It was amazing having such a fantastic conversation with Stacy and I am still thrilled to have been able to chat about horror films and what makes us love it so. THE BYE BYE MAN is a fright fest that now on Bluray gives us a reason to turn off the lights, cuddle up on the sofa with your favorite hero/heroine and enjoy the ride.

Coming to Bluray from the stellar director Stacy Title and Universal Pictures Home Entertainment is dark and focused THE BYE BYE MAN.

In the end – the evil behind the most unspeakable acts has a name!

FOX Brings High Tech to Crime with the Series APB: Speaking with Star Ernie Hudson

Jeri Jacquin

On Fox Monday nights following 24: Legacy is the new police drama filled with everything high tech with APB.

The series tells the story of the Chicago Police Department and crime, shootings, corruption and under funding. Gideon Reeves played by Justin Kirk decides to help with technology and to help the police force rethink dealing with crime.

Wanting to make the 13th District the best, he enlists the help of Detective Theresa Murphy played by Natalie Martinez. She sees the potential of the technology Gideon wants to bring. Adding to the team is Officer Nicholas Brandt played by Taylor Handley and Tasha Goss played by Tamberla Perry. 

It is a very skeptical Captain Ned Conrad who is willing to do anything to help the community that is being hit hardest by crime. The role of the Captain is played by none other than the amazingly talented Ernie Hudson.

Hudson, a graduate from Yale School of Drama, began his career in the 1970’s dividing his time between film and television. Most of us came to know more of his work after his smash role in the 1984 film GHOSTBUSTERS and were thrilled at his return for a cameo in the 2016 retelling of GHOSTBUSTERS. 

Hudson is keeping busy recently with his appearances on the Netflix series Grace and Frankie, the Epix series Graves with Nick Nolte and the high anticipated return of Twin Peaks. Now adding APB to his list of good work I had the opportunity to speak with him about the show and how his character evolved. 

Jeri Jacquin: Thank you for talking to me today, I am actually more excited than you know.

Ernie Hudson: Why thank you.

JJ: It must be said that in our home we are huge GHOSTBUSTERS fans and, of course, we use lines from the characters in everyday conversation. The line we take from Zeddmore is ‘that’s a big Twinkie’. 

EH: That’s so funny and it is so great that after all these years people have made that film so iconic. I hear things like that all the time and it really does mean a lot to me to know so thank you.

JJ: You are in a new series called APB on Fox playing the role of Captain Ned Conrad; tell me about this television project?

EH: When I got the script I thought it was such a different take on this genre for television. I was really intrigued by the stories and what part Conrad had to play. The way technology is brought into police work is something needed and I think everyone should have made available to them. I think the technology is something that is very much needed in law enforcement and can really help greatly. I’ve watched this show come together in such an amazing way.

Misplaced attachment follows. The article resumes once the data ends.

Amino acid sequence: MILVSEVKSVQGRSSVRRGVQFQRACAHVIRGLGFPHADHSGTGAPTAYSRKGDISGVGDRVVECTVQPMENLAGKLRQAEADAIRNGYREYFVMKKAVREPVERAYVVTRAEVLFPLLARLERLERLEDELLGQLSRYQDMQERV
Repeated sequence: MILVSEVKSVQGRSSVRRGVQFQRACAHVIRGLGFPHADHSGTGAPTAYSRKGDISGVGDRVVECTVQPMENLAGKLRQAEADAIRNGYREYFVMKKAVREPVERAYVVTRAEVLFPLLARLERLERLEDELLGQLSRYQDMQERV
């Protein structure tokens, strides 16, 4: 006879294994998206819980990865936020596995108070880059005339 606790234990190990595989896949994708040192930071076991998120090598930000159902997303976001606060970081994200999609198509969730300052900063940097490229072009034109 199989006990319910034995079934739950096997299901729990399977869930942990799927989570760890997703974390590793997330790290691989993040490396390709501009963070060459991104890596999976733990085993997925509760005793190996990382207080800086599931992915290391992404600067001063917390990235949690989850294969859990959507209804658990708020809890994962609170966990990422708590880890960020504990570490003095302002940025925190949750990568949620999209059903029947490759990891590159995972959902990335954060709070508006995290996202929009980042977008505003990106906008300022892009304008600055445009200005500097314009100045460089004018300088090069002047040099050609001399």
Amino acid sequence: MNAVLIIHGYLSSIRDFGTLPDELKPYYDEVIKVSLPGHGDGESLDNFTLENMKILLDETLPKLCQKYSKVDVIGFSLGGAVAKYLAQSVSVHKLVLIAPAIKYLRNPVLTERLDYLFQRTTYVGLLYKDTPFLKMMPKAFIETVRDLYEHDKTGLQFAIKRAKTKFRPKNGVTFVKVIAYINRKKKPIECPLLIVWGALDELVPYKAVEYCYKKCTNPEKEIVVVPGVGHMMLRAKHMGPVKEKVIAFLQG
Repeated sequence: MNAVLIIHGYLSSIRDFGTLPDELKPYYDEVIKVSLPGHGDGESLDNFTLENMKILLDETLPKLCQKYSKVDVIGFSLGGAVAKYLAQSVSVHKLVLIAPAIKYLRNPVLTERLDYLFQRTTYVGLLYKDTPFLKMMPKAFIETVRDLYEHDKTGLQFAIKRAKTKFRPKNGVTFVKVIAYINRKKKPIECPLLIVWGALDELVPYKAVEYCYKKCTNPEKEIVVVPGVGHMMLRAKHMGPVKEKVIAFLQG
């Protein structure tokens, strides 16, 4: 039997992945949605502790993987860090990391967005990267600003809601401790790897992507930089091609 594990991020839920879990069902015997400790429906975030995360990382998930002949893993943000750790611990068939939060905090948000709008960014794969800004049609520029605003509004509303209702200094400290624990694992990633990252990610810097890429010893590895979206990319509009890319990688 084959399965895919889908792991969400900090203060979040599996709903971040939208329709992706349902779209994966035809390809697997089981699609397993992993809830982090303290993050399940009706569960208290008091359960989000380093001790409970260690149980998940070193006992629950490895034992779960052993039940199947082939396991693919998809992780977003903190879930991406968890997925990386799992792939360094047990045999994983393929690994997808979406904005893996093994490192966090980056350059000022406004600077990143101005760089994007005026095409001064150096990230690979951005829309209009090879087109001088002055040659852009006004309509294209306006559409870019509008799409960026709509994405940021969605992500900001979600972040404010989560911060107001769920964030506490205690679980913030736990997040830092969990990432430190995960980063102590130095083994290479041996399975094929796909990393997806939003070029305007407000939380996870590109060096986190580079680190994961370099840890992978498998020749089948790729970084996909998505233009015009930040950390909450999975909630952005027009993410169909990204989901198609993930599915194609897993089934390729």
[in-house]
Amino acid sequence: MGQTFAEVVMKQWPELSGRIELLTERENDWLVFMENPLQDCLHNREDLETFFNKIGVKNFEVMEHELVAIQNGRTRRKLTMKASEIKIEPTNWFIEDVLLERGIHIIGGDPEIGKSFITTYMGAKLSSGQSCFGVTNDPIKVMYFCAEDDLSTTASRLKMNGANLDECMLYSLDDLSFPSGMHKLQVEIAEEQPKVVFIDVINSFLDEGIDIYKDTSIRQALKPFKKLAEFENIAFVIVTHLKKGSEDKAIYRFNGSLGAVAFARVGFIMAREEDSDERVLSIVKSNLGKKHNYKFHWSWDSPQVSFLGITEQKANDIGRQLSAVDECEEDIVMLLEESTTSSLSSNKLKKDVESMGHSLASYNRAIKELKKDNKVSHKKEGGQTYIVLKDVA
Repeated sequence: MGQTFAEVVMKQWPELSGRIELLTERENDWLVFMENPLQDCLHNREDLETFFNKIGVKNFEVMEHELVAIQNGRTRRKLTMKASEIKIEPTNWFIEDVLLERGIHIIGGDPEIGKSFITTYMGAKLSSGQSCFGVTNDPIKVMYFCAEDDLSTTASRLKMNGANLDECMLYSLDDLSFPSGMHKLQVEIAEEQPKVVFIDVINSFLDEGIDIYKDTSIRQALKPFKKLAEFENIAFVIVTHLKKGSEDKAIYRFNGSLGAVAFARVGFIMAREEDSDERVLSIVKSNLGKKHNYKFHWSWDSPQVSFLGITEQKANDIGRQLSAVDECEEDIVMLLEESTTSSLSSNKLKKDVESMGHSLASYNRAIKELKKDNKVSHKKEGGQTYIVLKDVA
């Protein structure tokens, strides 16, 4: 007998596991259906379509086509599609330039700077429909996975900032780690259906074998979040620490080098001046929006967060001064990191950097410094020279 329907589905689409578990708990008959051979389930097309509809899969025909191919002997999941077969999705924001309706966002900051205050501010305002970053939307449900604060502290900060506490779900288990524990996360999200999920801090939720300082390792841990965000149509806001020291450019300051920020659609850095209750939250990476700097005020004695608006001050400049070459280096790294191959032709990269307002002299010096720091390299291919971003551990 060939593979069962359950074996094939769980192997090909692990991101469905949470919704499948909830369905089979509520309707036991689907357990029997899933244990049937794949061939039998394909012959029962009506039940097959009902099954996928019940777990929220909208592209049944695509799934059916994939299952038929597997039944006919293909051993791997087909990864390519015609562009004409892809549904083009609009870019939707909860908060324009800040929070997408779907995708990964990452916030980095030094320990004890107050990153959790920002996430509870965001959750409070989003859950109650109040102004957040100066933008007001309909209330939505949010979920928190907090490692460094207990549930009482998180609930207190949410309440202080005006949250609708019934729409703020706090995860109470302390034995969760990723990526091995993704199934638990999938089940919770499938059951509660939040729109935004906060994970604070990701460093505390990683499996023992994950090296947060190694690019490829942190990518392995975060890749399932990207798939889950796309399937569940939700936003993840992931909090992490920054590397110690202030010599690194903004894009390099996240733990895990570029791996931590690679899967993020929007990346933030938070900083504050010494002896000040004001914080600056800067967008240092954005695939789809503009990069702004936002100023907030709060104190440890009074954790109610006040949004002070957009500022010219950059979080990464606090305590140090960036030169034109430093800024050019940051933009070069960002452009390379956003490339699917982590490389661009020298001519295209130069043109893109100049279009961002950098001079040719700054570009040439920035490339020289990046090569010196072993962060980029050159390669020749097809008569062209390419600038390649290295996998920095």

JJ: It’s interesting because it’s rare to hear someone say we need more technology, I’m so use to hearing that we need less.

EH: Well, we need less when I’m having dinner with someone and they pull out their cell phone! I think technology can cut to the truth of things ultimately. It’s a double edge sword like every advancement; it can be either really good or really bad. Of course technology in the hands of the wrong people can be bad. I think it can make things simpler and I love on the show that we use the app that people feel they can connect immediately. I think the things that technology can do can make us more honest and it can be something for the better.

JJ: So you have this very interesting cast to work with and I see Captain Conrad as a bit of a father figure to the young officers. Does it feel a bit like that for your character?

EH: Yes, it really does because I have kids as well and I see how kids are into their toys and gadgets and it is part of their world. At the same time you want the young officers to know that someone is there for them. Also, there is a reason my character brings this old way of doing things because there is a protocol and it’s important that it’s understood. I also recognize that they have a different approach but it has to be set up because the Captain is preparing to turn things over to the group. They need to be aware of certain things before he does that, especially Gideon who has some issues. My character can’t let them use run amuck and do what ever they want without realizing that there are consequences. I think that’s how I see it anyway.

JJ: I see how you are trying to guide them with the technology, everyone has their own issue. I love when you rein them in and give them a shot of realism when they get too far.

EH: Good, I’m hoping the fans will see that as well and it can be seen in future episodes as well. I think we can’t write off the young people because they are coming through. We want to be able to share with them, connect with them and get as well as give respect. We want to make sure everyone is in a good place before they kick us out of the way. 

JJ: How do you see your character moving forward?